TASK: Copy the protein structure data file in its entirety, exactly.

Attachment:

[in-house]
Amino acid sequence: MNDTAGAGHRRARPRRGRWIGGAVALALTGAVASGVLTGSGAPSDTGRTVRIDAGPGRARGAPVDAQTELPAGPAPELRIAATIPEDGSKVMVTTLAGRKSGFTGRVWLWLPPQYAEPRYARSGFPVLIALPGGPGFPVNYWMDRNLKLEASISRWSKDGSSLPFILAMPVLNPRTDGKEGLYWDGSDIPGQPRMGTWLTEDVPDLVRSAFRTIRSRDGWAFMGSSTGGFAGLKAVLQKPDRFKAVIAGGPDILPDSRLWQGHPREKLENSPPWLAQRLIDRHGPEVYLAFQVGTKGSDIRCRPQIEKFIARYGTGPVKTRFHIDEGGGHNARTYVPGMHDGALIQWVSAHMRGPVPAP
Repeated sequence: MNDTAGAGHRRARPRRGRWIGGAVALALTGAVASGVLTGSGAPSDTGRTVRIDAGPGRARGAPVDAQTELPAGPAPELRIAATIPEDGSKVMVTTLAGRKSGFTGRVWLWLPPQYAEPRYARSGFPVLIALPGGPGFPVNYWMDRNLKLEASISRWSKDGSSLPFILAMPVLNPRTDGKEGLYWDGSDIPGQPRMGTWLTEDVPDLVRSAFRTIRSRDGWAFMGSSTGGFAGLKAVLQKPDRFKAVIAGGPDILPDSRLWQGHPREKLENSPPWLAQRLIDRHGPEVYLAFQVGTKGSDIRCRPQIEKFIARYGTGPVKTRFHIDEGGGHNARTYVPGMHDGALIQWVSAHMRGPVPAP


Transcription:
[in-house]
Amino acid sequence: MNDTAGAGHRRARPRRGRWIGGAVALALTGAVASGVLTGSGAPSDTGRTVRIDAGPGRARGAPVDAQTELPAGPAPELRIAATIPEDGSKVMVTTLAGRKSGFTGRVWLWLPPQYAEPRYARSGFPVLIALPGGPGFPVNYWMDRNLKLEASISRWSKDGSSLPFILAMPVLNPRTDGKEGLYWDGSDIPGQPRMGTWLTEDVPDLVRSAFRTIRSRDGWAFMGSSTGGFAGLKAVLQKPDRFKAVIAGGPDILPDSRLWQGHPREKLENSPPWLAQRLIDRHGPEVYLAFQVGTKGSDIRCRPQIEKFIARYGTGPVKTRFHIDEGGGHNARTYVPGMHDGALIQWVSAHMRGPVPAP
Repeated sequence: MNDTAGAGHRRARPRRGRWIGGAVALALTGAVASGVLTGSGAPSDTGRTVRIDAGPGRARGAPVDAQTELPAGPAPELRIAATIPEDGSKVMVTTLAGRKSGFTGRVWLWLPPQYAEPRYARSGFPVLIALPGGPGFPVNYWMDRNLKLEASISRWSKDGSSLPFILAMPVLNPRTDGKEGLYWDGSDIPGQPRMGTWLTEDVPDLVRSAFRTIRSRDGWAFMGSSTGGFAGLKAVLQKPDRFKAVIAGGPDILPDSRLWQGHPREKLENSPPWLAQRLIDRHGPEVYLAFQVGTKGSDIRCRPQIEKFIARYGTGPVKTRFHIDEGGGHNARTYVPGMHDGALIQWVSAHMRGPVPAP